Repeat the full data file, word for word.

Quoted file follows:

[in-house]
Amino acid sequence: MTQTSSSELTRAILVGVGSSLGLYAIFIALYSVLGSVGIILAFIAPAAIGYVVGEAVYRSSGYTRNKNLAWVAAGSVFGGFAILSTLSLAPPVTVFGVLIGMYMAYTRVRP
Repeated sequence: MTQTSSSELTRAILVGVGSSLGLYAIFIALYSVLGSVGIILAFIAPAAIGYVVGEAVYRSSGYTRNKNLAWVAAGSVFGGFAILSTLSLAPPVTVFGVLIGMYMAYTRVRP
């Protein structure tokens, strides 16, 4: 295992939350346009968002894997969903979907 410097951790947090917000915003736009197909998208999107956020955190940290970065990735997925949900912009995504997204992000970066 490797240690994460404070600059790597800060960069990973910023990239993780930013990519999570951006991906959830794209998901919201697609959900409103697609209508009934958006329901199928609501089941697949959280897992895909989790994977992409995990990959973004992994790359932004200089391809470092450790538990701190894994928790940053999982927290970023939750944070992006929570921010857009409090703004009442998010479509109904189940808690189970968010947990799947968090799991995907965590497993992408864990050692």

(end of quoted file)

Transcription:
[in-house]
Amino acid sequence: MTQTSSSELTRAILVGVGSSLGLYAIFIALYSVLGSVGIILAFIAPAAIGYVVGEAVYRSSGYTRNKNLAWVAAGSVFGGFAILSTLSLAPPVTVFGVLIGMYMAYTRVRP
Repeated sequence: MTQTSSSELTRAILVGVGSSLGLYAIFIALYSVLGSVGIILAFIAPAAIGYVVGEAVYRSSGYTRNKNLAWVAAGSVFGGFAILSTLSLAPPVTVFGVLIGMYMAYTRVRP
């Protein structure tokens, strides 16, 4: 295992939350346009968002894997969903979907 410097951790947090917000915003736009197909998208999107956020955190940290970065990735997925949900912009995504997204992000970066 490797240690994460404070600059790597800060960069990973910023990239993780930013990519999570951006991906959830794209998901919201697609959900409103697609209508009934958006329901199928609501089941697949959280897992895909989790994977992409995990990959973004992994790359932004200089391809470092450790538990701190894994928790940053999982927290970023939750944070992006929570921010857009409090703004009442998010479509109904189940808690189970968010947990799947968090799991995907965590497993992408864990050692």